On this date
In 1775, the Continental Army, forerunner of the United States Army, was created.
In 1777, the Second Continental Congress approved the design of the original American flag. (The date officially has been celebrated as Flag Day since 1949.)
In 1940, during World War II, German troops entered Paris, and began transporting prisoners to the Auschwitz concentration camp in Nazi-occupied Poland.
In 1954, President Dwight D. Eisenhower signed a measure adding the phrase “under God” to the Pledge of Allegiance.
In 1968, Benjamin Spock and three other peace activists were convicted of conspiring to encourage men to evade the draft during the Vietnam War. (The verdicts were overturned by an appeals court.)
In 1972, the Environmental Protection Agency ordered a ban on domestic use of the pesticide DDT, to take effect at year’s end.
In 1982, Argentine forces surrendered to British troops on the disputed Falkland Islands.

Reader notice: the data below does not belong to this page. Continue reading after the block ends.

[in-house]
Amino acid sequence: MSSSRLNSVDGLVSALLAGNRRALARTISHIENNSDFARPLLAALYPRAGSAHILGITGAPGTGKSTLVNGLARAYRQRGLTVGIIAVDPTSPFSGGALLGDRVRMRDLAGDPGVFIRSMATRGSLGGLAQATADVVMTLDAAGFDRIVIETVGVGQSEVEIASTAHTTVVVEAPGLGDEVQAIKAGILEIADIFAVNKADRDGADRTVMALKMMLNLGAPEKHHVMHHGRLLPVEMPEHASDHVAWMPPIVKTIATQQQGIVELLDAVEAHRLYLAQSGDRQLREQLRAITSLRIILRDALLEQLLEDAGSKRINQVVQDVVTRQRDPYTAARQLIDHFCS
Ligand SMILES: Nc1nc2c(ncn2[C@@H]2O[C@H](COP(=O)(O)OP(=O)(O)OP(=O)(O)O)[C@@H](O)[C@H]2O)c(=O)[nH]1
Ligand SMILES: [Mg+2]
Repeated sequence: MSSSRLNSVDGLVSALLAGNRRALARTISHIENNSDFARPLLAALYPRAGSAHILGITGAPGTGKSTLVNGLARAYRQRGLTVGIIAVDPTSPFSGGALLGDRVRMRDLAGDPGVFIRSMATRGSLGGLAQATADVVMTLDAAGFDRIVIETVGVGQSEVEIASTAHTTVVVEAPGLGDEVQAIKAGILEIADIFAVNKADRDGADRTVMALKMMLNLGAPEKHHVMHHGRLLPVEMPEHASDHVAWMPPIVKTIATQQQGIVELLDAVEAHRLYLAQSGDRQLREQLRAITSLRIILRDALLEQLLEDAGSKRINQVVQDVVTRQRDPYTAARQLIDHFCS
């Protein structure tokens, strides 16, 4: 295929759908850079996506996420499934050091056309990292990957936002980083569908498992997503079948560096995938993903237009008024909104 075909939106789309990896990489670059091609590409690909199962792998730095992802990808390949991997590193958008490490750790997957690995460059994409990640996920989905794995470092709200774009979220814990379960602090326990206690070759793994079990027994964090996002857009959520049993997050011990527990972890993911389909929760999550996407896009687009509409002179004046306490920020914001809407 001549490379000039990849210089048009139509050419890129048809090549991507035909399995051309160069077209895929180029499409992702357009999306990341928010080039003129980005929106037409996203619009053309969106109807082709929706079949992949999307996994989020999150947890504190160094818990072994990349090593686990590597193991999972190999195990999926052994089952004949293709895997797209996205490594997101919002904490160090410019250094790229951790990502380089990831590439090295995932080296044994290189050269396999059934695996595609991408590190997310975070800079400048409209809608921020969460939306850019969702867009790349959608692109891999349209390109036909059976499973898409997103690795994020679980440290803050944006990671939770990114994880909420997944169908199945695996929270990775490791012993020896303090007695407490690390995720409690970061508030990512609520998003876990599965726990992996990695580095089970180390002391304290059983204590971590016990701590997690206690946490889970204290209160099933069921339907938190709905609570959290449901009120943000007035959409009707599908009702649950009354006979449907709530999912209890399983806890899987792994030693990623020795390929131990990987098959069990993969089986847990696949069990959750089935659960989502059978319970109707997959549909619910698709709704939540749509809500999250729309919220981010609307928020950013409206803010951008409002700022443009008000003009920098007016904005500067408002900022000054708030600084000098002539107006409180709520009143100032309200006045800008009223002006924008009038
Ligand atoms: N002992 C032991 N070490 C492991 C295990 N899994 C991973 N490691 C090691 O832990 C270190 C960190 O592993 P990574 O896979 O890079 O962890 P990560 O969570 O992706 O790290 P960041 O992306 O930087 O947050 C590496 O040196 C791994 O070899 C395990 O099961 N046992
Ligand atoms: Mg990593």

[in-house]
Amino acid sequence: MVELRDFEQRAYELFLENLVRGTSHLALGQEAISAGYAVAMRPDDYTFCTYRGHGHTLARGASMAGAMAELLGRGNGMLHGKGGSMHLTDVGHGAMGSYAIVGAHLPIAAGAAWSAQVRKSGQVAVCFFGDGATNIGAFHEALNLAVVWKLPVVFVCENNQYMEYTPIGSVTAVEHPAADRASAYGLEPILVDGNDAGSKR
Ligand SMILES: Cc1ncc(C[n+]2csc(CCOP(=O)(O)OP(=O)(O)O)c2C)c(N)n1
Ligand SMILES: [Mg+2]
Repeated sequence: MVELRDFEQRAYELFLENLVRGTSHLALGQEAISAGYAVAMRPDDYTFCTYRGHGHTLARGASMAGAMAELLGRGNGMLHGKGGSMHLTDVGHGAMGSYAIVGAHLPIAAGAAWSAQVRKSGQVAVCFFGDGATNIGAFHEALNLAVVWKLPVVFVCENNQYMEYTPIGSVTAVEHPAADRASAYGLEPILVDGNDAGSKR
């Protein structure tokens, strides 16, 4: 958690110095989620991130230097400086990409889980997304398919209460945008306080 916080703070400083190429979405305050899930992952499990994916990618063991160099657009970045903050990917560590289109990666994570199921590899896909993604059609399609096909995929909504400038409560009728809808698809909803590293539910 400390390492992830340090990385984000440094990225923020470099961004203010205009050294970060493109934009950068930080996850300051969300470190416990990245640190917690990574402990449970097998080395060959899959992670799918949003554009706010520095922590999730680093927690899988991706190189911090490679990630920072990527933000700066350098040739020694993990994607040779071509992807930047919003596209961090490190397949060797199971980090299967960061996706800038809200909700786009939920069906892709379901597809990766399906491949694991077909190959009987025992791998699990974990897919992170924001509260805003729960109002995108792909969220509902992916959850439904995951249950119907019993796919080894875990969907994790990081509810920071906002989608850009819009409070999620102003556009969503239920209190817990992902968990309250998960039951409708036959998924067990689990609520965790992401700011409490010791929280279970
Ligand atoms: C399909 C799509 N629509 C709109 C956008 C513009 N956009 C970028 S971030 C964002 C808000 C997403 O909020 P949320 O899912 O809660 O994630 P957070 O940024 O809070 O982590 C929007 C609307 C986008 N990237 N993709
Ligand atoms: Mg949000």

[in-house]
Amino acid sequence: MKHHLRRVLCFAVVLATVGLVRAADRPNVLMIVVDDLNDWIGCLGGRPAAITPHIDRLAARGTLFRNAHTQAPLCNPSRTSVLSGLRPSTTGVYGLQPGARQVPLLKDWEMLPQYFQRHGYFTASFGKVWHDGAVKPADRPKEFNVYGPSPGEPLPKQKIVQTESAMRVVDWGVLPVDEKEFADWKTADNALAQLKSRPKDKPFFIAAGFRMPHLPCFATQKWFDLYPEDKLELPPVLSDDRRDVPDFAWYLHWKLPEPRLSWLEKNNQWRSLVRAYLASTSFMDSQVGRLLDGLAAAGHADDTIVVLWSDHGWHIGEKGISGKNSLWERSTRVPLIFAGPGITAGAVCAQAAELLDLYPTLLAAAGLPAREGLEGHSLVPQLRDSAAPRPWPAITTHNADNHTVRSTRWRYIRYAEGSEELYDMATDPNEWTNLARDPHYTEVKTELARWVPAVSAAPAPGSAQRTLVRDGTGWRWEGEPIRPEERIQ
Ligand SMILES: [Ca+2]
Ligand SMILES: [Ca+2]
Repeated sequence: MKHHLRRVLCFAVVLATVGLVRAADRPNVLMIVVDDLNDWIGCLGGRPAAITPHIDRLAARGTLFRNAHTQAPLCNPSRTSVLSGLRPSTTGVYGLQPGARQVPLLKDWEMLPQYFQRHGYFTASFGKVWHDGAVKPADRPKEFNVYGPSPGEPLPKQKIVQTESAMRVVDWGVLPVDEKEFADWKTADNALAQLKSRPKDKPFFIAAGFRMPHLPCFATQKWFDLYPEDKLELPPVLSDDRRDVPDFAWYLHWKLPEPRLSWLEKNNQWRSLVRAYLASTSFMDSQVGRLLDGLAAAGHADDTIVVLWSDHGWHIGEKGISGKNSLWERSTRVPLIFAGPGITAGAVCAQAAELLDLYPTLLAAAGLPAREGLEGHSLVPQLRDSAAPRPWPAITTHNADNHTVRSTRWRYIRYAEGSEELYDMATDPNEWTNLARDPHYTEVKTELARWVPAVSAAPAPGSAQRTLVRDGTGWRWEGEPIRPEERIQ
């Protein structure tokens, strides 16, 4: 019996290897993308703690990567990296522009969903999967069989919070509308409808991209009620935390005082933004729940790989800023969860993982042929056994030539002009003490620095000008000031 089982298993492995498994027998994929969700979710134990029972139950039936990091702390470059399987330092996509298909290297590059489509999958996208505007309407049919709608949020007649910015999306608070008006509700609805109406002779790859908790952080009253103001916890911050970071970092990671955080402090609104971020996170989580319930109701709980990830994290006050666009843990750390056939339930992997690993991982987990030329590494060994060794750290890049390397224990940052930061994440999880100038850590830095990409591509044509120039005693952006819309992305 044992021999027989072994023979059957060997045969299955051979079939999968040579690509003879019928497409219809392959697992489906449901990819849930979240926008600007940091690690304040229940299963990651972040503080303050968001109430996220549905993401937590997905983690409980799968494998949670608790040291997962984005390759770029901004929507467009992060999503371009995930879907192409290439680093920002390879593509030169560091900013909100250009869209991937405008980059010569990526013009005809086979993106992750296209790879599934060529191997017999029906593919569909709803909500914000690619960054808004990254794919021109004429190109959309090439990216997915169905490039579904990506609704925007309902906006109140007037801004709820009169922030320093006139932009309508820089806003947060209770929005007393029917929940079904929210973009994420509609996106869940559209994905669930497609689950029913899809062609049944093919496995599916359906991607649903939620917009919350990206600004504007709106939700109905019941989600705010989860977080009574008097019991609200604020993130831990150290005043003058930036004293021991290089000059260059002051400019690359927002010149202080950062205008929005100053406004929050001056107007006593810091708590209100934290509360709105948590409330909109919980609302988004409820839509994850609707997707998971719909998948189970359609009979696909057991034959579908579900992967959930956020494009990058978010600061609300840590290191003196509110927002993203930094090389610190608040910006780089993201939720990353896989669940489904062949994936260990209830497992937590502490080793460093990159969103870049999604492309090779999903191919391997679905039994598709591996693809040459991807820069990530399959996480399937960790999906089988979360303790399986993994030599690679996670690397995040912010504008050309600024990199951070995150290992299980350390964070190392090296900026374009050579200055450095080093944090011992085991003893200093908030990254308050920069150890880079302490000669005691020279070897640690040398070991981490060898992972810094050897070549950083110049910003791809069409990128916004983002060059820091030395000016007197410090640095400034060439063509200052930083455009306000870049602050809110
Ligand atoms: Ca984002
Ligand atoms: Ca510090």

Ten years ago: Iran rejected a sixnation offer of incentives to stop enriching uranium.
Five years ago: The Associated Press reported that Minnesota resident Michael Karkoc, 94, had been a top commander of a Nazi SS-led unit accused of burning villages filled with women and children, then lied to immigration officials to get into the United States after World War II. (Polish authorities are seeking to extradite Karkoc; Germany halted its investigation after deciding he was unfit to stand trial. Karkoc’s family denies he was involved in any war crimes.)
One year ago: A gunman opened fire on Republican lawmakers at a congressional baseball practice in Alexandria, Va., wounding House Whip Steve Scalise and others; the shooter died in a battle with police.
German troops march through Paris on June 14, 1940.